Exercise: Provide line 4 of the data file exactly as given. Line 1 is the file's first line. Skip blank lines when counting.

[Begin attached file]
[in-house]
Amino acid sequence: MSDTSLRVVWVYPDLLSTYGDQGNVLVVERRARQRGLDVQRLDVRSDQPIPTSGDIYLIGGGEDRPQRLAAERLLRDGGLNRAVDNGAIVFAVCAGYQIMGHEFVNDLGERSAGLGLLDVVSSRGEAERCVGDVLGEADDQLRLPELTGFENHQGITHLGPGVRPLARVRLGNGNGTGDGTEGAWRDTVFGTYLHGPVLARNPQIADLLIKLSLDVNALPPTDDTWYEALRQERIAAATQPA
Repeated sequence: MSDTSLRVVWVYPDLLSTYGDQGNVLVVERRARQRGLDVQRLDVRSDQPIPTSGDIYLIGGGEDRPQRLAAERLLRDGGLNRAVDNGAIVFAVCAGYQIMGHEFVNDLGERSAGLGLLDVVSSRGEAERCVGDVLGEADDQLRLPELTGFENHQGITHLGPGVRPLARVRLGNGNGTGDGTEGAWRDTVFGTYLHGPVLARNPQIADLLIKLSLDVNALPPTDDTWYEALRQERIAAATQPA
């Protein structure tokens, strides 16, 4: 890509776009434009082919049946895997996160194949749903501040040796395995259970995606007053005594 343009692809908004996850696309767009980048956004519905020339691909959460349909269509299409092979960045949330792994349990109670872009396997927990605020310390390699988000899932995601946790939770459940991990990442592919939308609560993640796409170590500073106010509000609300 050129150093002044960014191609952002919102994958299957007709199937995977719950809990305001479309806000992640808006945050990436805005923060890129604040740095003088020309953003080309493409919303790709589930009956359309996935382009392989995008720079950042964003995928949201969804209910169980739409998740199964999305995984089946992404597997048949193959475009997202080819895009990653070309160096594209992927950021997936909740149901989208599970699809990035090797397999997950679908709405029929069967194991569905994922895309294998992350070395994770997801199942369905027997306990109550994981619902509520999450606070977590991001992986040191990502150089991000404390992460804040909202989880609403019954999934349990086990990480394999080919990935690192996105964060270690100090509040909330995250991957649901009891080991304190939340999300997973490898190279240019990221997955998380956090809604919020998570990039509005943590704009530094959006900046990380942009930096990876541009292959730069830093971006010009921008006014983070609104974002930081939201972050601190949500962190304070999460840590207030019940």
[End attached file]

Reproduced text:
């Protein structure tokens, strides 16, 4: 890509776009434009082919049946895997996160194949749903501040040796395995259970995606007053005594 343009692809908004996850696309767009980048956004519905020339691909959460349909269509299409092979960045949330792994349990109670872009396997927990605020310390390699988000899932995601946790939770459940991990990442592919939308609560993640796409170590500073106010509000609300 050129150093002044960014191609952002919102994958299957007709199937995977719950809990305001479309806000992640808006945050990436805005923060890129604040740095003088020309953003080309493409919303790709589930009956359309996935382009392989995008720079950042964003995928949201969804209910169980739409998740199964999305995984089946992404597997048949193959475009997202080819895009990653070309160096594209992927950021997936909740149901989208599970699809990035090797397999997950679908709405029929069967194991569905994922895309294998992350070395994770997801199942369905027997306990109550994981619902509520999450606070977590991001992986040191990502150089991000404390992460804040909202989880609403019954999934349990086990990480394999080919990935690192996105964060270690100090509040909330995250991957649901009891080991304190939340999300997973490898190279240019990221997955998380956090809604919020998570990039509005943590704009530094959006900046990380942009930096990876541009292959730069830093971006010009921008006014983070609104974002930081939201972050601190949500962190304070999460840590207030019940």